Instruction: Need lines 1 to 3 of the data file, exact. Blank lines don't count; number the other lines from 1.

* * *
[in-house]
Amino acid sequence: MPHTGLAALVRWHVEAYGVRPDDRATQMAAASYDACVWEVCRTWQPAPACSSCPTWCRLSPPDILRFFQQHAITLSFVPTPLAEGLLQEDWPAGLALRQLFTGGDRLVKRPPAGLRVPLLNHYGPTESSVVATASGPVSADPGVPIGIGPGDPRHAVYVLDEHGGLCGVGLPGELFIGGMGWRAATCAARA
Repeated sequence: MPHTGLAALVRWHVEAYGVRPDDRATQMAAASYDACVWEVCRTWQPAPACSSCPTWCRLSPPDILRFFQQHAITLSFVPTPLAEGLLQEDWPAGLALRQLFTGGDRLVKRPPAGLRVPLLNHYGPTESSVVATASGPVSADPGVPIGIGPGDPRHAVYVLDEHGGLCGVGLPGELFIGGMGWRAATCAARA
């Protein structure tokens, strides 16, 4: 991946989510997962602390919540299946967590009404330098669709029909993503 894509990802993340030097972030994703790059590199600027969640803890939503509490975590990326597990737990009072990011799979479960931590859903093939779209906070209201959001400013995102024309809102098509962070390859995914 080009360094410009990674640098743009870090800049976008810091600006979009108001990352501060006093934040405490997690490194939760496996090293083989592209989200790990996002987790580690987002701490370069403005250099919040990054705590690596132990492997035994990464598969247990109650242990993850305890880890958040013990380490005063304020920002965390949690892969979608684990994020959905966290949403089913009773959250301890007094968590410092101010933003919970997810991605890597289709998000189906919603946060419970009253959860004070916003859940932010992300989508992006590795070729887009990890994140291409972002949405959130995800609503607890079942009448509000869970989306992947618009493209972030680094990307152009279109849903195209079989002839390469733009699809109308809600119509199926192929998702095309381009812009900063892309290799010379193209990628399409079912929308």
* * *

[in-house]
Amino acid sequence: MPHTGLAALVRWHVEAYGVRPDDRATQMAAASYDACVWEVCRTWQPAPACSSCPTWCRLSPPDILRFFQQHAITLSFVPTPLAEGLLQEDWPAGLALRQLFTGGDRLVKRPPAGLRVPLLNHYGPTESSVVATASGPVSADPGVPIGIGPGDPRHAVYVLDEHGGLCGVGLPGELFIGGMGWRAATCAARA
Repeated sequence: MPHTGLAALVRWHVEAYGVRPDDRATQMAAASYDACVWEVCRTWQPAPACSSCPTWCRLSPPDILRFFQQHAITLSFVPTPLAEGLLQEDWPAGLALRQLFTGGDRLVKRPPAGLRVPLLNHYGPTESSVVATASGPVSADPGVPIGIGPGDPRHAVYVLDEHGGLCGVGLPGELFIGGMGWRAATCAARA